Fortunately, that issue of access is something that more and more academics are becoming aware of and trying to address (albeit in their own highly specified jargon-filled way, with conversations of ‘knowledge translation’ and ‘process evaluation’). Something that will be even harder to change is an attitude, a pattern of academic distancing that is linked with the positions of societal privilege that academia and academics continue to occupy. During my time in school I’ve been to a number of colloquia, seminars and lunchtime talks in which grad students and professors engage deeply and intelligently with ideas of social change, equity and social justice, nuanced and conflicting ideas of gender, race, history and politics, all with the same curiosity and concentration that one might use to confront a particularly challenging crossword puzzle. Between nods, sounds of realization, and enthusiastic exclamations of ‘really fascinating work!’ I’ve gotten the sense that even academics who are interested in social change work – and particularly those who themselves are in positions of privilege because of their gender, race, etc – have a tendency to view it as an intellectual problem and nothing more.
I think there are two main dangers in this. First, this distancing removes a lot of the urgency and sense of need that motivates action; once the problems can be viewed as primarily intellectual, it becomes possible and indeed seemingly necessary to focus on developing better theories and models to understand these issues, rather than focusing on how existing knowledge can be made functional for those who need it. Second, equating research on social justice and equity issues with any other intellectual question fails to recognize the value that research on these topics have in creating spaces for silenced voices. One moment in particular exemplified this for me: after a talk in my department on gendered differences in experiences of poverty, one (male) professor asked the speaker (his colleague) if her focus on gender was too narrow of an academic perspective. In seeing this focus on gender as just another academic framework, the commenter was ignoring the fact the experiences of women in poverty in particular have been so often ignored or silenced, and so focusing on them had both an academic and social value (fortunately the speaker was incredibly effective at pointing this out in her response). It’s this pattern of distancing, stemming in part from the fact that so many academics are in positions of privilege themselves and so don’t have to experience the struggles that they study which such academic rigour, that makes the movement from academia to social change a particularly difficult one.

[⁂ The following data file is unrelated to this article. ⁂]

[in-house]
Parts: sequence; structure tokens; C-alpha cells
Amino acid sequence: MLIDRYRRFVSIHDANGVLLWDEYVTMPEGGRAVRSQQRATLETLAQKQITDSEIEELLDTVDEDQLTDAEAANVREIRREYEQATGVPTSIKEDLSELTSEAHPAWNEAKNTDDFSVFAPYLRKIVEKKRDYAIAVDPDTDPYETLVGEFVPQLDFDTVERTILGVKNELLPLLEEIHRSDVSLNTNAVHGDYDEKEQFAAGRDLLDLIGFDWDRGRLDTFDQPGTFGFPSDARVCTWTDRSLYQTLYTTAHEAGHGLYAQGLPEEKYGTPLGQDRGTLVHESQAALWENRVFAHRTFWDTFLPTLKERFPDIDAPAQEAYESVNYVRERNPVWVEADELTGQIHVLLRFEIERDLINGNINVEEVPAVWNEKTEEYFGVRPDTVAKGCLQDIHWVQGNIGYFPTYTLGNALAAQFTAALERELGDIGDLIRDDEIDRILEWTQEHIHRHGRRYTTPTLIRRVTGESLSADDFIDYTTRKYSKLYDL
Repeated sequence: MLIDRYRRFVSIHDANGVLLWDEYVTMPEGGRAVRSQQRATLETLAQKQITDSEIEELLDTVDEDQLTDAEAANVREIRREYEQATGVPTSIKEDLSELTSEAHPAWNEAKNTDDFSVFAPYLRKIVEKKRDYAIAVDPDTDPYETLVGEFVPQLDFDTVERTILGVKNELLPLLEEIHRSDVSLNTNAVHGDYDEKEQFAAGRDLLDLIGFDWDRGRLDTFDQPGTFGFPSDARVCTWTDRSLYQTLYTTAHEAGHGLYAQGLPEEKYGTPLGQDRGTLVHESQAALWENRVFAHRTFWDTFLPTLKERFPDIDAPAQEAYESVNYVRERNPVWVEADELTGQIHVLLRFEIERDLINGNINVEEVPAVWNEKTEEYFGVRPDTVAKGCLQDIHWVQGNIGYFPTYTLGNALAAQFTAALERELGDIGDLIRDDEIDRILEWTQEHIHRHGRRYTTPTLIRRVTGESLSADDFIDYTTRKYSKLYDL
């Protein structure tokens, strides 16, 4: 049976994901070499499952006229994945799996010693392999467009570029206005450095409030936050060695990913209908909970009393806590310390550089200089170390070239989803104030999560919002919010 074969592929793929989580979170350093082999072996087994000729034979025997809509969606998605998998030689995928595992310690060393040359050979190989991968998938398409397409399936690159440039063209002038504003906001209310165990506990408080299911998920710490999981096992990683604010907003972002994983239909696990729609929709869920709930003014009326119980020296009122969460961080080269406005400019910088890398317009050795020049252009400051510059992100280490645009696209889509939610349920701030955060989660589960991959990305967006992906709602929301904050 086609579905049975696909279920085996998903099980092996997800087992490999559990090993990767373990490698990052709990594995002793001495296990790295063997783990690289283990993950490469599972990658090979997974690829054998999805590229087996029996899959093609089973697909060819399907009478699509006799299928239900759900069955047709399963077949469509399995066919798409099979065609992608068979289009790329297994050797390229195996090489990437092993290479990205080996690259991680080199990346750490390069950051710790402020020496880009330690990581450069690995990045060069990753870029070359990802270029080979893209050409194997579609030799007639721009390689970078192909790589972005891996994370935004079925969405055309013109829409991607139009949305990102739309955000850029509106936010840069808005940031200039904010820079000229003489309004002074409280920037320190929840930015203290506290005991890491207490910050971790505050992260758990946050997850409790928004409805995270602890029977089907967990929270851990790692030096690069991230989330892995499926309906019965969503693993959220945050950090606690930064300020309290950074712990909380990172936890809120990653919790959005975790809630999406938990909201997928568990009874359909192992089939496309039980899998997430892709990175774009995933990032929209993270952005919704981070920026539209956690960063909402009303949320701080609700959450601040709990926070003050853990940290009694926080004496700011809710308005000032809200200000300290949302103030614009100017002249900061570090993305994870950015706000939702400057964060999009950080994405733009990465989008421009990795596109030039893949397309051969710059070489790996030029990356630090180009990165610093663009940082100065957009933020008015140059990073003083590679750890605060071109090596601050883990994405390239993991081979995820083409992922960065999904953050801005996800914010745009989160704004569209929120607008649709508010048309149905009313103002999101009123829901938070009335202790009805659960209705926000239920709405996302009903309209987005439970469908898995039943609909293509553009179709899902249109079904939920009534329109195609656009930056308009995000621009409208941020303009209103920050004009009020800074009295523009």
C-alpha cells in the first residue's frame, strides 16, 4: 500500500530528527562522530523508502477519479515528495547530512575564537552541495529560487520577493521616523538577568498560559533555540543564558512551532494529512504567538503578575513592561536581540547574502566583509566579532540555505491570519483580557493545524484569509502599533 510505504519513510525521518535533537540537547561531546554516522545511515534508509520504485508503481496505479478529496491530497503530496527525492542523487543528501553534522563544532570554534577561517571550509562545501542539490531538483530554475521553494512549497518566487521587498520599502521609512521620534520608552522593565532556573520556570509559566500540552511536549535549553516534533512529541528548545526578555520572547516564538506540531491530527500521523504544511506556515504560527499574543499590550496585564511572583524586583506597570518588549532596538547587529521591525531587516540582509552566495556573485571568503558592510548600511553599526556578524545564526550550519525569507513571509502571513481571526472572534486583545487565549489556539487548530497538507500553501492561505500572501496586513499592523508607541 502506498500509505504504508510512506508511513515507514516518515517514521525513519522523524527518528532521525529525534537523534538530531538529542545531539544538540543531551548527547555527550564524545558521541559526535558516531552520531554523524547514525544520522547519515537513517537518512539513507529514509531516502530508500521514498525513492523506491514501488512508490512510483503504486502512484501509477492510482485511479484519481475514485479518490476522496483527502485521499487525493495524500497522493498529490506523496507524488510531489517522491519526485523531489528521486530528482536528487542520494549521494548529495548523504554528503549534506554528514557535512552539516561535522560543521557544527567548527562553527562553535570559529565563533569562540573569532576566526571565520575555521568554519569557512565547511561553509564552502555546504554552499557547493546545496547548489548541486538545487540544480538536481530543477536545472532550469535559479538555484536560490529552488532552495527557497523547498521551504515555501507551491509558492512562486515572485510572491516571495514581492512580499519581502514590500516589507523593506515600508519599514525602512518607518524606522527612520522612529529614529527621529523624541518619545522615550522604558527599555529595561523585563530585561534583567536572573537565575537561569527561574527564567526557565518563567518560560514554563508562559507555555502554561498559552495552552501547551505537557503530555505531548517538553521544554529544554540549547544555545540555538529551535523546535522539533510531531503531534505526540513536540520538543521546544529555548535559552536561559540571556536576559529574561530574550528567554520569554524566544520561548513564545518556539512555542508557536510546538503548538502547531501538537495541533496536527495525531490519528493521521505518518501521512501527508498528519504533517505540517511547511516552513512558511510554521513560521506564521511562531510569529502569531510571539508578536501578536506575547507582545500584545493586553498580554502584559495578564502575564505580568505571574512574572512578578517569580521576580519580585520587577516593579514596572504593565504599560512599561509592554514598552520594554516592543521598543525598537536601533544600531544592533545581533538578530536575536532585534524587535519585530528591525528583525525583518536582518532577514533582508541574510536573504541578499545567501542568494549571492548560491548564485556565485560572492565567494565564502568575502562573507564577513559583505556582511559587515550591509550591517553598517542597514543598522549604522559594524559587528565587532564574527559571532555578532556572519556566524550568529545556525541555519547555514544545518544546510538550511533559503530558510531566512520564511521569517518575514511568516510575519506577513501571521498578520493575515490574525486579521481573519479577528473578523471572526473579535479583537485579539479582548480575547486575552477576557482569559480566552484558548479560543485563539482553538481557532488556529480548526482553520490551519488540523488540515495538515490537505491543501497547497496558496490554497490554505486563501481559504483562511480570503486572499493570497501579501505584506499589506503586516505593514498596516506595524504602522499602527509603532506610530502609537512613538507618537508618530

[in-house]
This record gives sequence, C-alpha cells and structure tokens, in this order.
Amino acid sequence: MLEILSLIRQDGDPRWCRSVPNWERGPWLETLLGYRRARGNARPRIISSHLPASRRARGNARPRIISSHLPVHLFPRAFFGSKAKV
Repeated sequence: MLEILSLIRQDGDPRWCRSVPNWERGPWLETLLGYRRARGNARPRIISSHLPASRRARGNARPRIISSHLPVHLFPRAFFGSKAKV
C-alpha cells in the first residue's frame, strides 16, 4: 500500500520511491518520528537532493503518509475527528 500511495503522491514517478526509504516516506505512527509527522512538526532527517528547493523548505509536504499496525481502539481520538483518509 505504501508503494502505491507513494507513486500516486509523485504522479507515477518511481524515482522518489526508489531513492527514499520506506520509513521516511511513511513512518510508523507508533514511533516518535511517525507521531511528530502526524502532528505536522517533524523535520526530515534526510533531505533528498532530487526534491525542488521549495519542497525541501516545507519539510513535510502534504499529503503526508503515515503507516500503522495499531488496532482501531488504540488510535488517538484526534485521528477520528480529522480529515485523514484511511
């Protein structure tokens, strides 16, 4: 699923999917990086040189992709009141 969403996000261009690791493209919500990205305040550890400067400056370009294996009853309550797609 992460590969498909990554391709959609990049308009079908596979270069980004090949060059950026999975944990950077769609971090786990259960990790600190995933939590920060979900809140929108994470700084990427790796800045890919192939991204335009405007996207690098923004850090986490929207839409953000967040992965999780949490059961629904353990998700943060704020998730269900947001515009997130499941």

So if it is this hard for academia to contribute to social change directly (and this isn’t even mentioning the hierarchies of knowledge that it produces, and that I’ve talked about a bit earlier), what value can it have for social change work? This post is already long enough as is, so my (tentative) responses to that question will have to wait, but for now I will say that I think there are some productive ways that academia can contribute to ongoing struggles. For that to happen, though, academics need to be able to be critical about how their work is used, who uses it, and how to avoid keeping their (academic) distance.